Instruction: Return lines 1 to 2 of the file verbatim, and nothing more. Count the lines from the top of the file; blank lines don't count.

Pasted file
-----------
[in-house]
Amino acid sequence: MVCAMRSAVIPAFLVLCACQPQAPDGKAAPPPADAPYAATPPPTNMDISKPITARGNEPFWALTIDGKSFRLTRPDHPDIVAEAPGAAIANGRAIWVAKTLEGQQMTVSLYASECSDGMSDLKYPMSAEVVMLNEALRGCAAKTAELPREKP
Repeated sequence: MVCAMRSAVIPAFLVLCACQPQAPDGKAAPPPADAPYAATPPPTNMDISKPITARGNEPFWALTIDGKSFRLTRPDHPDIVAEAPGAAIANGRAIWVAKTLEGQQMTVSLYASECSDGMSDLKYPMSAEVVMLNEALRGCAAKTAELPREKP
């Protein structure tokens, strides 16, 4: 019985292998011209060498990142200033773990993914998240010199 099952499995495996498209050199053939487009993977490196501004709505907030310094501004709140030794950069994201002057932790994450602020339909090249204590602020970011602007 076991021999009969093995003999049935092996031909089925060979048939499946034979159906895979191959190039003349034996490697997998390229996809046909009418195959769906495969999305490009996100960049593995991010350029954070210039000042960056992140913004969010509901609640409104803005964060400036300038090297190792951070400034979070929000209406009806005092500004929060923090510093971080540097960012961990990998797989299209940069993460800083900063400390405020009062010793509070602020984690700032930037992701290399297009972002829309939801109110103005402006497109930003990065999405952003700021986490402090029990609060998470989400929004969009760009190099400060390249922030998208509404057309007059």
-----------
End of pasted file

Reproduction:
[in-house]
Amino acid sequence: MVCAMRSAVIPAFLVLCACQPQAPDGKAAPPPADAPYAATPPPTNMDISKPITARGNEPFWALTIDGKSFRLTRPDHPDIVAEAPGAAIANGRAIWVAKTLEGQQMTVSLYASECSDGMSDLKYPMSAEVVMLNEALRGCAAKTAELPREKP